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WATER TESTING MAY RAISE BILLS, OFFICIALS SAY

Small town officials worry that they'll have to raise water bills by hundreds of dollars next year to pay for government-mandated tests and treatment of their drinking water.

The Environment Protection Agency is adding 38 contaminants - including mercury, PCBs and a range of farm chemicals - to the current list of 24 for which communities must monitor their water four times a year.The testing was mandated by Congress in 1986 after years of government inaction on concerns about the safety of the nation's water supplies.

But many state and local officials say the additional tests, which can cost thousands of dollars to conduct, could double the costs of operating small water systems. Tests and water treatment could raise rural household bills by $1,000 a year, according to some estimates.

"The cost is a heavy burden on a small community," said Walt Annerer, the water plant superintendent in Grand Marais, Minn., a community of 1,300 people on Lake Superior. "We've all got to have clean water, but it's real hard for a small community to pay for the costs of the testing."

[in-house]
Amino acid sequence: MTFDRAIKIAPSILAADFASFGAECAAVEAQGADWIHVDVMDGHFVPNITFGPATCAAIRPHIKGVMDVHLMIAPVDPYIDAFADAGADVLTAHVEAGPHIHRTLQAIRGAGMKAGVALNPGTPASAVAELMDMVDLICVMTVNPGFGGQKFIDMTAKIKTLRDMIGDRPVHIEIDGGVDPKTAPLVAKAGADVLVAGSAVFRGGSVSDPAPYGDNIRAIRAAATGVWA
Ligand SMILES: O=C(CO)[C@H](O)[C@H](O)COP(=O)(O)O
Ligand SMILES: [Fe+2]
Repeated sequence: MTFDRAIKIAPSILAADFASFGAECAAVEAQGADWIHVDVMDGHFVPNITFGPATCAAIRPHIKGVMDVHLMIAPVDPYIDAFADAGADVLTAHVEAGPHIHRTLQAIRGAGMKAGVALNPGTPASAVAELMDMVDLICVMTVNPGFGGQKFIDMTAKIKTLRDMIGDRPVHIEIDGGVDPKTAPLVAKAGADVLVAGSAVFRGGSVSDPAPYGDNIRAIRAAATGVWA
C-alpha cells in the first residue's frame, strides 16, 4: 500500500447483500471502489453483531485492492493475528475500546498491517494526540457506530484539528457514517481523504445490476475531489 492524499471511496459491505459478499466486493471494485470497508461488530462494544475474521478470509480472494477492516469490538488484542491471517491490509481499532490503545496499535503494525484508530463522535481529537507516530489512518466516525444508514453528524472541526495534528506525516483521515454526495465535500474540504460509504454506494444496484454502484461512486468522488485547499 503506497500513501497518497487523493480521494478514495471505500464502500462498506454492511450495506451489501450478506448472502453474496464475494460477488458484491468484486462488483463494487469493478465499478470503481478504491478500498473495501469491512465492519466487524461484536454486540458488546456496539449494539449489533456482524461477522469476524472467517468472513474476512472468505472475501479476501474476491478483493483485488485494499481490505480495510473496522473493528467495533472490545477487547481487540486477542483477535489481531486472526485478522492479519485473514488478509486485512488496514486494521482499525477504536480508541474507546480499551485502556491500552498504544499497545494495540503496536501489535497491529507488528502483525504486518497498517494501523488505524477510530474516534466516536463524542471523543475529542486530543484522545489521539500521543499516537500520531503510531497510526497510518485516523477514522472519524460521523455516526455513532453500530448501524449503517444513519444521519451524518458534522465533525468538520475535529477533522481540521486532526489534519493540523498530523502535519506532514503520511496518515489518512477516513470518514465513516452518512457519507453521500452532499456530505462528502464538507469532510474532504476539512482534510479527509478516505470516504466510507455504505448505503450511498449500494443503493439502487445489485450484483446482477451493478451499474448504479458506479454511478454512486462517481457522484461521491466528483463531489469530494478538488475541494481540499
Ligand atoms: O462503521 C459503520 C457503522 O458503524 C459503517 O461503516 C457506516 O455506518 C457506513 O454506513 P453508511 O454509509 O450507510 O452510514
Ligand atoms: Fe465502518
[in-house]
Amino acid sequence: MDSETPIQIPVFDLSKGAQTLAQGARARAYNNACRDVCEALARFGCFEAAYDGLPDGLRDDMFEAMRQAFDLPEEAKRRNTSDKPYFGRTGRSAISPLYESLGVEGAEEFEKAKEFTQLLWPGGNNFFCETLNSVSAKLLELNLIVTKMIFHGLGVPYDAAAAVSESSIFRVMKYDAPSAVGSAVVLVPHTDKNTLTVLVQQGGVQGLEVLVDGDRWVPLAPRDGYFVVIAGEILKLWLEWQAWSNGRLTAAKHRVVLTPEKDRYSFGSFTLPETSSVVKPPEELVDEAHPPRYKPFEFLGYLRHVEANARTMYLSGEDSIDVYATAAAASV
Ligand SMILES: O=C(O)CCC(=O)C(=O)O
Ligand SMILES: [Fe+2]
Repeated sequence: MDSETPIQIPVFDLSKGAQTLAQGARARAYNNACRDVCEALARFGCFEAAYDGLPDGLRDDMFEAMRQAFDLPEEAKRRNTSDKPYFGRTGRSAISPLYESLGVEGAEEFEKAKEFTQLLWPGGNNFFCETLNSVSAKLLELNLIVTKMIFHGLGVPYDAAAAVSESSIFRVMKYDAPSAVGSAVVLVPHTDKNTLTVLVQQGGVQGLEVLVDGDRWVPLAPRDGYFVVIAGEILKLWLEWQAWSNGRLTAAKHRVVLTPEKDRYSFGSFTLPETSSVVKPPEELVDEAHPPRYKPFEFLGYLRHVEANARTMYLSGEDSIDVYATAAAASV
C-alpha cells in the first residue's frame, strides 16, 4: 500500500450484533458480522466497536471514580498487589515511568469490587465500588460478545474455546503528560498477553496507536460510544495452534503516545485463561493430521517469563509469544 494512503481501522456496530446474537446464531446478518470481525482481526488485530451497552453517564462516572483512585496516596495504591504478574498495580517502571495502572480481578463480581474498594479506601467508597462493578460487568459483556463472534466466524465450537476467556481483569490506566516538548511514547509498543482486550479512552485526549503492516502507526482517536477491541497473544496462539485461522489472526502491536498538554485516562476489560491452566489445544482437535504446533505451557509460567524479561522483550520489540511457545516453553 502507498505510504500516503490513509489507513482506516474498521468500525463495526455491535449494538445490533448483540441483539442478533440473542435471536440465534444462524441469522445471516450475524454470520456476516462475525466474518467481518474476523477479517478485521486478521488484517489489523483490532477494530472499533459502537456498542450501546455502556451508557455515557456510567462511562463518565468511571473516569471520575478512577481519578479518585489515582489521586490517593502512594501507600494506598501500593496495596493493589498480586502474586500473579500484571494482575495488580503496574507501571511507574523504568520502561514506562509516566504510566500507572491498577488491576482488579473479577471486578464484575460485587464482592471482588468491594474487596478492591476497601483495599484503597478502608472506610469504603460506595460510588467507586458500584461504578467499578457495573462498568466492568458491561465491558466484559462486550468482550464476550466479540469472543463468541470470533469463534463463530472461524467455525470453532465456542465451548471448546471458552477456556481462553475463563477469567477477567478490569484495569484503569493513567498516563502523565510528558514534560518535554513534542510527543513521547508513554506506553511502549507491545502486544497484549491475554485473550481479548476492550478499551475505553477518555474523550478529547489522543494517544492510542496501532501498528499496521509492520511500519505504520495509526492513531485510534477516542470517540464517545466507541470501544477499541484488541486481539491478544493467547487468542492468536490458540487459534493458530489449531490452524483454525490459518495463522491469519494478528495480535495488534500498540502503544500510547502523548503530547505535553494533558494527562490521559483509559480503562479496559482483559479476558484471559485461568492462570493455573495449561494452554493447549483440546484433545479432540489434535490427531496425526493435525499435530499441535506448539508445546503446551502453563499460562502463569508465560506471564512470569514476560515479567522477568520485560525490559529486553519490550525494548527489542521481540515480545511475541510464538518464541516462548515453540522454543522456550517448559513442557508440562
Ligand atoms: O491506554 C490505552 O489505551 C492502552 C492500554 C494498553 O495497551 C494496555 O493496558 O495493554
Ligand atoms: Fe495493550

The Senate this month rejected a two-year moratorium on monitoring for the new list of 38 contaminants, but voted to let communities skip the quarterly tests for toxins that don't show up the first time.

It is unclear whether House leaders will accept the less frequent testing. The issue is now in the hands of a House-Senate conference committee.

Environmentalists and their supporters in Congress say the new standards and tests are long overdue and will cost far less than what rural water systems fear.

"It would be wonderful if we could tell them that safe drinking water could be theirs without any effort, without any investment, at no additional cost. But that sadly is not the case," said Sen. Dave Durenberger, R-Minn.

The toxins on the list include a number of widely used pesticides that have been known to contaminate rivers and underground water supplies.